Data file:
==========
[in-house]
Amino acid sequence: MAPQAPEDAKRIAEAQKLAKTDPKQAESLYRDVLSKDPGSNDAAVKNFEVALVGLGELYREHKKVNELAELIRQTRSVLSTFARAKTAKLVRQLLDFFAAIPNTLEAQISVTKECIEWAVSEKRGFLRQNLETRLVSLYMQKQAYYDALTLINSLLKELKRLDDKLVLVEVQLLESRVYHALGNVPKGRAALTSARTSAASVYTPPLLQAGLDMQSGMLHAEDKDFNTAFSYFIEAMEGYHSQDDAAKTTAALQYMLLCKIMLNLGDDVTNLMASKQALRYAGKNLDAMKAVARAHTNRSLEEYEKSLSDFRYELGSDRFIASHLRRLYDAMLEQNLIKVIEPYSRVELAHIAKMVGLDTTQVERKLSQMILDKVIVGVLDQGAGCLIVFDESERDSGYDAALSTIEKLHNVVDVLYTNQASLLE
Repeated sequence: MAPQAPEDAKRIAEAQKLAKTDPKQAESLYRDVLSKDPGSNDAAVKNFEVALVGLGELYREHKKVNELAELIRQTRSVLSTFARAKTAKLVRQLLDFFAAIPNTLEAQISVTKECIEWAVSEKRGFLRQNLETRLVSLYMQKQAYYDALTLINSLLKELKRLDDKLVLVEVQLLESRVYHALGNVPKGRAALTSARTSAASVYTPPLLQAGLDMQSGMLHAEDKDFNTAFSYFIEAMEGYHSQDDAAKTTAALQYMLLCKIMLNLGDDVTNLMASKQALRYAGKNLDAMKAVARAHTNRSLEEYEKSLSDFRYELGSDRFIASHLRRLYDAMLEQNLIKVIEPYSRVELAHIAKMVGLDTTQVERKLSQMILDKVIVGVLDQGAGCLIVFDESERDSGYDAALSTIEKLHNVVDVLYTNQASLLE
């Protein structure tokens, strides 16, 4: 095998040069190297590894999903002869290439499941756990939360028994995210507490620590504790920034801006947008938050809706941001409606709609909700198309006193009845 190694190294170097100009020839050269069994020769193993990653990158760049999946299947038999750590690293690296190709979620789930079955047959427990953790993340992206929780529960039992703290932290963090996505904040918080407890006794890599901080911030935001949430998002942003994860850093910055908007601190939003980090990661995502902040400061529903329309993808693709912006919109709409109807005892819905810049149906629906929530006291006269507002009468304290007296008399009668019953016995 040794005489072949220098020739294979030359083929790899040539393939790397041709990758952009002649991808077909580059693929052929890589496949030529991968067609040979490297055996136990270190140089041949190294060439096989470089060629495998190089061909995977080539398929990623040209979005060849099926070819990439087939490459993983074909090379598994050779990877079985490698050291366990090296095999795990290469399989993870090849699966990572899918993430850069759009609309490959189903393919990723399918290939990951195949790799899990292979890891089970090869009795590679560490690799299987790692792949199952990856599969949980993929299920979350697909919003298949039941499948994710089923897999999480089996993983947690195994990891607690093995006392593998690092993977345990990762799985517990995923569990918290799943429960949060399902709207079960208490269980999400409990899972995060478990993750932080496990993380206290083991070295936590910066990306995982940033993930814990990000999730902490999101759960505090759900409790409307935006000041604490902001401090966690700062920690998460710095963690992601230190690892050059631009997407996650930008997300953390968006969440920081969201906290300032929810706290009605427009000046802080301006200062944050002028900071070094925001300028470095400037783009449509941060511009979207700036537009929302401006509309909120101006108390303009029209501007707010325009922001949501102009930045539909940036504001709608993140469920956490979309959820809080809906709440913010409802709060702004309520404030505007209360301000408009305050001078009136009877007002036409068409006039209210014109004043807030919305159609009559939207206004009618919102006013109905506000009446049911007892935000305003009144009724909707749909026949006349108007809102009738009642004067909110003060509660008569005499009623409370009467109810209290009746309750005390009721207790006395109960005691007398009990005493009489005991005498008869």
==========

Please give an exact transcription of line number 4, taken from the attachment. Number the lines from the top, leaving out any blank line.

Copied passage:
């Protein structure tokens, strides 16, 4: 095998040069190297590894999903002869290439499941756990939360028994995210507490620590504790920034801006947008938050809706941001409606709609909700198309006193009845 190694190294170097100009020839050269069994020769193993990653990158760049999946299947038999750590690293690296190709979620789930079955047959427990953790993340992206929780529960039992703290932290963090996505904040918080407890006794890599901080911030935001949430998002942003994860850093910055908007601190939003980090990661995502902040400061529903329309993808693709912006919109709409109807005892819905810049149906629906929530006291006269507002009468304290007296008399009668019953016995 040794005489072949220098020739294979030359083929790899040539393939790397041709990758952009002649991808077909580059693929052929890589496949030529991968067609040979490297055996136990270190140089041949190294060439096989470089060629495998190089061909995977080539398929990623040209979005060849099926070819990439087939490459993983074909090379598994050779990877079985490698050291366990090296095999795990290469399989993870090849699966990572899918993430850069759009609309490959189903393919990723399918290939990951195949790799899990292979890891089970090869009795590679560490690799299987790692792949199952990856599969949980993929299920979350697909919003298949039941499948994710089923897999999480089996993983947690195994990891607690093995006392593998690092993977345990990762799985517990995923569990918290799943429960949060399902709207079960208490269980999400409990899972995060478990993750932080496990993380206290083991070295936590910066990306995982940033993930814990990000999730902490999101759960505090759900409790409307935006000041604490902001401090966690700062920690998460710095963690992601230190690892050059631009997407996650930008997300953390968006969440920081969201906290300032929810706290009605427009000046802080301006200062944050002028900071070094925001300028470095400037783009449509941060511009979207700036537009929302401006509309909120101006108390303009029209501007707010325009922001949501102009930045539909940036504001709608993140469920956490979309959820809080809906709440913010409802709060702004309520404030505007209360301000408009305050001078009136009877007002036409068409006039209210014109004043807030919305159609009559939207206004009618919102006013109905506000009446049911007892935000305003009144009724909707749909026949006349108007809102009738009642004067909110003060509660008569005499009623409370009467109810209290009746309750005390009721207790006395109960005691007398009990005493009489005991005498008869």